Leaders who finish well develop these characteristics as part of their leadership style:. They have a purpose beyond their own self-interests. They maintain the intellectual, emotional and spiritual reserves necessary to get them to the finish line. They know the goal is getting to the finish line with their character intact. They know they must rely on others and are willing to listen and learn.
N OT surprisingly, Joseph Badaracco has written an essential read for leaders of all kinds. The Good Struggle addresses the question of how to lead successfully and responsibly in our uncertain, high pressure, turbulent world. Badaracco says that the inescapable pressures of leadership are intensified today because of the market-driven world in which we live. This creates greater uncertainty, obscures right choices, and puts pressure on us to abandon principles that we used to rely on. He offers five enduring—inescapable—questions.
Responsible leadership consists of thoughtful and lived answers to them. Am I Really Grappling with the Fundamentals? It is the struggle to develop—to the extent possible—a deep, careful, analytical, data-driven understanding of the driving forces in the markets and society around them and to keep this understanding loose, flexible, and revisable. It also promotes modesty, a healthy, low-level paranoia, and vigilance rather than hubris.
He notes that everything now is modular—constantly being recombined.
The natural instinct is to take care of yourself, here and now. We need a broader view of critical decisions. Instead of viewing them as deep, abiding pledges that we must make good on, we need to see them more as evolving commitments. In different ways, each of these helps leaders and organizations respond to the risks and opportunities created by pervasive market forces. People seek positions of leadership not despite the struggles involved, but because of them.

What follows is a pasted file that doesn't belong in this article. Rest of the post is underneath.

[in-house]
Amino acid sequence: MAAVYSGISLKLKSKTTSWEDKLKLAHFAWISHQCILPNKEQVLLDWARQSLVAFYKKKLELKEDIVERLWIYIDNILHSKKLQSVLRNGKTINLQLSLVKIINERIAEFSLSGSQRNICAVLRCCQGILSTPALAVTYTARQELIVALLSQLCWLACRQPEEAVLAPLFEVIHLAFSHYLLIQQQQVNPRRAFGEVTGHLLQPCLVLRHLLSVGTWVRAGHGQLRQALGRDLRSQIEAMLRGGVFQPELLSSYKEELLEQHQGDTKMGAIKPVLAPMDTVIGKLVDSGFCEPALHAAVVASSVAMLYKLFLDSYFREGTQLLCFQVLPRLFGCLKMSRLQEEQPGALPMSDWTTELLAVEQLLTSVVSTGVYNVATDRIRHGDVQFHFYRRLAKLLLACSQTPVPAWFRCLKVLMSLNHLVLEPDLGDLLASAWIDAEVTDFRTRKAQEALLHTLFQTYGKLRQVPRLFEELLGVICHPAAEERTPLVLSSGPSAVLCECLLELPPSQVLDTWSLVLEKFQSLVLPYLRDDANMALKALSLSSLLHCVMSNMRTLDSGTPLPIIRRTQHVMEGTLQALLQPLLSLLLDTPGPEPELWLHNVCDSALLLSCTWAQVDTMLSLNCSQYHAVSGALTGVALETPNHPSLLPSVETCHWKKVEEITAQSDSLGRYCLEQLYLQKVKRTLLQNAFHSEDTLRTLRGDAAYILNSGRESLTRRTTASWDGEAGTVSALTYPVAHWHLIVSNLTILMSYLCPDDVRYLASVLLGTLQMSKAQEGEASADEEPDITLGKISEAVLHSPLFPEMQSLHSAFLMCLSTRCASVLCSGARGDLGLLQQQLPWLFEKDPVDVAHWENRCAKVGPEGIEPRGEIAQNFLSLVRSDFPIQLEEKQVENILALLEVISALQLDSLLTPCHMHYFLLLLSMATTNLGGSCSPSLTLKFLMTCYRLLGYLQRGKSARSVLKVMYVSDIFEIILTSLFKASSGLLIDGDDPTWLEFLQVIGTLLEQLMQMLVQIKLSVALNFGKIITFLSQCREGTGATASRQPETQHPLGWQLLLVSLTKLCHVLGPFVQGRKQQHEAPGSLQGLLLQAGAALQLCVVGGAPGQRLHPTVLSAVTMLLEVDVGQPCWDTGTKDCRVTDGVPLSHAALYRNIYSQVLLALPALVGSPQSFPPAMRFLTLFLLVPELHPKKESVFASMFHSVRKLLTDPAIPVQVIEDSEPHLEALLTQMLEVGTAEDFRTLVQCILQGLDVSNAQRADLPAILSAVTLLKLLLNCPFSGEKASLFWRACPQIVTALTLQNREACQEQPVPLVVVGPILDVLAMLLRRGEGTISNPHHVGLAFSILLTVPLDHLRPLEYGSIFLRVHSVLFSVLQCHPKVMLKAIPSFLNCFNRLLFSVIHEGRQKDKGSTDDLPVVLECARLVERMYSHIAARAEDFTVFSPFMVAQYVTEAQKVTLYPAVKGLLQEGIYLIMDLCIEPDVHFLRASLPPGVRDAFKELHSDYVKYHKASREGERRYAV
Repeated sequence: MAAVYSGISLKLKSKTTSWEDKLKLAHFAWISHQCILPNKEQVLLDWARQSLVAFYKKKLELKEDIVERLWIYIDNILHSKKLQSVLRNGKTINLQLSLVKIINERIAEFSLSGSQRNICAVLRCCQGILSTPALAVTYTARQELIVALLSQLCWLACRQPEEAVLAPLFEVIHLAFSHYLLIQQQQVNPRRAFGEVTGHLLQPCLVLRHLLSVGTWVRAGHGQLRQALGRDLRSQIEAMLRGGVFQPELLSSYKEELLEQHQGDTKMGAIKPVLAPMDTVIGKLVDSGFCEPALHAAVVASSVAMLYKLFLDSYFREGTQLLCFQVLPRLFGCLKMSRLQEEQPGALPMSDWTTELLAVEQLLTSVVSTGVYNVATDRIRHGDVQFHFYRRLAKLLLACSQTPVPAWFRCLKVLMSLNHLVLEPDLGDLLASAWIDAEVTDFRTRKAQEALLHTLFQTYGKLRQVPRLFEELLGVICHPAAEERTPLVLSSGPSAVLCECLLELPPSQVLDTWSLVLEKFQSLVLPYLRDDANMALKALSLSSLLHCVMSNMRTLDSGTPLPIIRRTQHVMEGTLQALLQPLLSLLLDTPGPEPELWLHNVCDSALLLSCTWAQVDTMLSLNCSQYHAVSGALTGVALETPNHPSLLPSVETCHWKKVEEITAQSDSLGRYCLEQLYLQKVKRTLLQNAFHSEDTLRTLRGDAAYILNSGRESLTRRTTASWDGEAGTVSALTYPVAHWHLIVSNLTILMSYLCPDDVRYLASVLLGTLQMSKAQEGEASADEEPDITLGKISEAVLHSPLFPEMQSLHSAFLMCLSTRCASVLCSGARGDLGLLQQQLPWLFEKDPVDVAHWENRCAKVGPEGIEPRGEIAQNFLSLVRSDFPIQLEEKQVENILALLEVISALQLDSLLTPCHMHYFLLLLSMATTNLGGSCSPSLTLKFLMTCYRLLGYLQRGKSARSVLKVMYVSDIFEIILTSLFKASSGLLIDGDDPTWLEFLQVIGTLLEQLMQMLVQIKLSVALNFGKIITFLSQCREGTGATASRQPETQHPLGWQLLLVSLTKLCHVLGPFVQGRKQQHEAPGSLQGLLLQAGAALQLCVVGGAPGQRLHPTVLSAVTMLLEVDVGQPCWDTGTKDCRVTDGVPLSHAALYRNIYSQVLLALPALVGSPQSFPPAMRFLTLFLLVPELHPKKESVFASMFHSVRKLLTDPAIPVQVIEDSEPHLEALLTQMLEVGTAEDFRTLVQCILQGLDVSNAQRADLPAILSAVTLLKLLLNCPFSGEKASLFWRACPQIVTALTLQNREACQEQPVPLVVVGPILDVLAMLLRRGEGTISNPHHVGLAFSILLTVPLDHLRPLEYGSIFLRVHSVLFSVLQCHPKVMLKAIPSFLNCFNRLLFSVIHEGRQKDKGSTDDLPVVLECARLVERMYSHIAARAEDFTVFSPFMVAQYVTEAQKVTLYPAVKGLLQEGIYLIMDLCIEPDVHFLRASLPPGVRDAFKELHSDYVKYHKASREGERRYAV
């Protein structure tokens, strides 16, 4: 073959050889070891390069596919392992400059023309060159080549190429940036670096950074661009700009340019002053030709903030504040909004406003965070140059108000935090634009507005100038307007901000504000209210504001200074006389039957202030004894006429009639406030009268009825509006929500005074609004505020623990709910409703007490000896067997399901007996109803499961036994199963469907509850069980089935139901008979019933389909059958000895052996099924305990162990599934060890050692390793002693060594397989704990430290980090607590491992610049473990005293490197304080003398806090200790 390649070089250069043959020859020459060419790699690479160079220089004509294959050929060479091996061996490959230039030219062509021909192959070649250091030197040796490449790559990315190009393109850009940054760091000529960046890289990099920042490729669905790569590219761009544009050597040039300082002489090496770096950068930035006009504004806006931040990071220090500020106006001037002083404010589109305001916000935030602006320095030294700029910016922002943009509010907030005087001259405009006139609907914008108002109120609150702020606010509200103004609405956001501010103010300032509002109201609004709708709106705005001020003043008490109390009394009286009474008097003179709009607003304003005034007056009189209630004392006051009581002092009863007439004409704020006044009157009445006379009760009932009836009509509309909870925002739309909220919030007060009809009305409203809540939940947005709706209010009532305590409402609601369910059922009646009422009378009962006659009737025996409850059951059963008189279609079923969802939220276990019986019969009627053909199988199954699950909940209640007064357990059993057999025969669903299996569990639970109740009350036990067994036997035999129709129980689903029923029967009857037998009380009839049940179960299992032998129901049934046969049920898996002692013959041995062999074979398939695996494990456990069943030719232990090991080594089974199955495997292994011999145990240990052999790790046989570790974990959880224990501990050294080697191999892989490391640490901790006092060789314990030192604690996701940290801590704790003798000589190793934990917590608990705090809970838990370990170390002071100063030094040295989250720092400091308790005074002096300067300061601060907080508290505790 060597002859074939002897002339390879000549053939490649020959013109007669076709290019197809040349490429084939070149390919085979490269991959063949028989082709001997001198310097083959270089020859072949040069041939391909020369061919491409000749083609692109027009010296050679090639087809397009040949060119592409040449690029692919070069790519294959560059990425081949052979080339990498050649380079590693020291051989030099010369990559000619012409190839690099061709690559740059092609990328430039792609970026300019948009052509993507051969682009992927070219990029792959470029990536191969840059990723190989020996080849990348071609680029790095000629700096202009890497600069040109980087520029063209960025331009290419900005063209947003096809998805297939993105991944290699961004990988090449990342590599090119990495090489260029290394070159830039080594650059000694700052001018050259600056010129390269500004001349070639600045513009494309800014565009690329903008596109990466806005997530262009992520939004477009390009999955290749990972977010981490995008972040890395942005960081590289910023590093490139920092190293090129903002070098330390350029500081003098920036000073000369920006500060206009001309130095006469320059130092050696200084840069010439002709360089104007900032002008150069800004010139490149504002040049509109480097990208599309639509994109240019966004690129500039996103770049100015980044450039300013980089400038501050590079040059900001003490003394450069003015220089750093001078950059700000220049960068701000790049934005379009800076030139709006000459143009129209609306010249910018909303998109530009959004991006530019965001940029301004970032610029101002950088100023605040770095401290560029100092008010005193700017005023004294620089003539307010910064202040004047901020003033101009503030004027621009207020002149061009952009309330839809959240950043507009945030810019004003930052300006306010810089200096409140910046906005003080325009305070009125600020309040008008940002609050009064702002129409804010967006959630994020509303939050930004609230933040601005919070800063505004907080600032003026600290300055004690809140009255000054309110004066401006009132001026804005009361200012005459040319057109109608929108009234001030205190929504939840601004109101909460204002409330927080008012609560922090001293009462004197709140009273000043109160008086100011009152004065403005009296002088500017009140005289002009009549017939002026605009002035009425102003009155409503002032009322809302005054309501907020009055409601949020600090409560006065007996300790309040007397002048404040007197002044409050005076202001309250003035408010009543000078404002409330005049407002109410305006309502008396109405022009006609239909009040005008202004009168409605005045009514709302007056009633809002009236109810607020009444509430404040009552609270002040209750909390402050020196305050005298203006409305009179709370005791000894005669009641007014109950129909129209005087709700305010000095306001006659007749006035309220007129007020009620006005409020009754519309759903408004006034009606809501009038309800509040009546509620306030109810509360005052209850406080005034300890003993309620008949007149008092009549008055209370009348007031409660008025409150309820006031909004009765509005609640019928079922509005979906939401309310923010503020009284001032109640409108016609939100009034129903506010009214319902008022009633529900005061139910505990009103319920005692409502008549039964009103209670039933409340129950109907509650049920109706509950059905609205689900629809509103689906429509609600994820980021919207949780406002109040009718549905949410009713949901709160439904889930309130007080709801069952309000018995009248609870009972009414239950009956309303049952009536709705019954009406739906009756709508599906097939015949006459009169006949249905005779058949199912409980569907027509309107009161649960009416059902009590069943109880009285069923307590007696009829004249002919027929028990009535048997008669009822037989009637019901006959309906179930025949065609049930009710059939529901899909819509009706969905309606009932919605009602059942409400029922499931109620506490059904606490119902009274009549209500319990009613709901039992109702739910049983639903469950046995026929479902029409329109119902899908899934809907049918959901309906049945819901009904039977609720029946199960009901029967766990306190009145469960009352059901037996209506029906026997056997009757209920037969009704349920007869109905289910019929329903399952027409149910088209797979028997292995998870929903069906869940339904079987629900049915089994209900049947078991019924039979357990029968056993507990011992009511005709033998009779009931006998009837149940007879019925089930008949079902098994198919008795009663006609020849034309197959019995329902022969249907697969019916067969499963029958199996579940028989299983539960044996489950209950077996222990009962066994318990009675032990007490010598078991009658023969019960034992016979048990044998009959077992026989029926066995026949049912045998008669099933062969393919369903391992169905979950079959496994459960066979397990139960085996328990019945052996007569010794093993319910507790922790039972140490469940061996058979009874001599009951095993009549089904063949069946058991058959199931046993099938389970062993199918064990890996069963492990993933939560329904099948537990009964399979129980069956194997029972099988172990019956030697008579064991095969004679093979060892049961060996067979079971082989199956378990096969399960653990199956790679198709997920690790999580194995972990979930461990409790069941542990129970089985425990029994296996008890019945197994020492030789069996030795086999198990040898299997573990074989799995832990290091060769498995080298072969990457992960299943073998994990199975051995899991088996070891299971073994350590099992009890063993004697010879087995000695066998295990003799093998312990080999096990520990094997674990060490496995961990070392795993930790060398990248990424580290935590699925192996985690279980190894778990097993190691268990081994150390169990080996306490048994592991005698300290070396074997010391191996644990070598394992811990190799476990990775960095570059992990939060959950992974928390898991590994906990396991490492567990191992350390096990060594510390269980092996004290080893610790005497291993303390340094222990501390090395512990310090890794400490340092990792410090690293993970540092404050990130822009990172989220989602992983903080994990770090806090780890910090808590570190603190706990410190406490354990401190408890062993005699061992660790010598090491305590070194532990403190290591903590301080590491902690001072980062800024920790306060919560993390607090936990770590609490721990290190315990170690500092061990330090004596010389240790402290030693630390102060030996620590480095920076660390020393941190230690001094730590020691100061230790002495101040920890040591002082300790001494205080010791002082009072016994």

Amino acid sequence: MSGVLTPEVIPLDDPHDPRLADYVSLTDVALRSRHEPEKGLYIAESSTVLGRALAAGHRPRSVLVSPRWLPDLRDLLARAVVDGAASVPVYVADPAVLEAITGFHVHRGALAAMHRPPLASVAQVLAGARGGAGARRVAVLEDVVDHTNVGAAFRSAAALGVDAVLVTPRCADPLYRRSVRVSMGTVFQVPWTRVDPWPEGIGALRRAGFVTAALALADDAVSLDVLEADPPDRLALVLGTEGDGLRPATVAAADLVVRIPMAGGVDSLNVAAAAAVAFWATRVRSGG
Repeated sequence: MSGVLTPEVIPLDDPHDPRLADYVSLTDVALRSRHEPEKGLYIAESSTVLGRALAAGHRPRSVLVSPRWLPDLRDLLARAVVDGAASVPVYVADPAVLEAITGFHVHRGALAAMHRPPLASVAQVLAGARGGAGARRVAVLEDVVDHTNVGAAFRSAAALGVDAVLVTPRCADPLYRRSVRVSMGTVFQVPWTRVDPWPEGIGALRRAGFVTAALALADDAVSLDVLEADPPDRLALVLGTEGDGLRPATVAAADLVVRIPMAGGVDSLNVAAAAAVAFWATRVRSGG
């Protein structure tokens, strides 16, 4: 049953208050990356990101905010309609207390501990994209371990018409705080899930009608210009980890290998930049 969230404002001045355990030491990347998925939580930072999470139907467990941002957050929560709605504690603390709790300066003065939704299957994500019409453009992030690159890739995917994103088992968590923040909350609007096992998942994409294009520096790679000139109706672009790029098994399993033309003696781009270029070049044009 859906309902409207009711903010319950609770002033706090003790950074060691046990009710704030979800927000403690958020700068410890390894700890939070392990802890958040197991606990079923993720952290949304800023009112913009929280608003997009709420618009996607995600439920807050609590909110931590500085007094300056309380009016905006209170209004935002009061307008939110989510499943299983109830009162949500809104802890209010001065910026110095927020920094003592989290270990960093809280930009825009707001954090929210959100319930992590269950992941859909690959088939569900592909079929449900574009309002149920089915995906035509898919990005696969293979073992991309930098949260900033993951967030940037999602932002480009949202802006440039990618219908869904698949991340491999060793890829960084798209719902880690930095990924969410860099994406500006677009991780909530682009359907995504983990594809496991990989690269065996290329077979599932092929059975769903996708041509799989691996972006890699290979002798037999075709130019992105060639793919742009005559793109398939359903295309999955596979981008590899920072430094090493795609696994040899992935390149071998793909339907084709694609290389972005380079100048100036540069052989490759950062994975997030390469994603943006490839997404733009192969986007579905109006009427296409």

But the insights and provocative concepts are enough to get you thinking in new ways. The problem is we view struggle as a negative. But struggle is how we grow. We like to think of our leaders as flawless. We like to be perceived as flawless—or at least we like people to think we have everything under control. It may sound counterintuitive, but considering the benefits illuminated by Stephen Snyder in Leadership and the Art of Struggle , we should welcome it as an important element of the leadership process and our own personal development.
Struggles have three defining characteristics: Change : Every struggle is triggered by some type of change. Tensions : Change creates a natural set of tensions. Being out of Balance : Change and its ensuing tensions throw a leader off balance. This may happen without us even being aware of it, but acknowledgement of it is central to regaining control. In the world we live in today, this is a common occurrence often leading to burnout unless we learn to see struggle through a different lens.
Snyder recommends:. Adopt a growth mindset.
The first step in accomplishing this is through reflection—being aware of what is going on around you. Center your mind, body and spirit. Build your support community. Overcome your blind spots. Blind spots by their very nature are hard to recognize.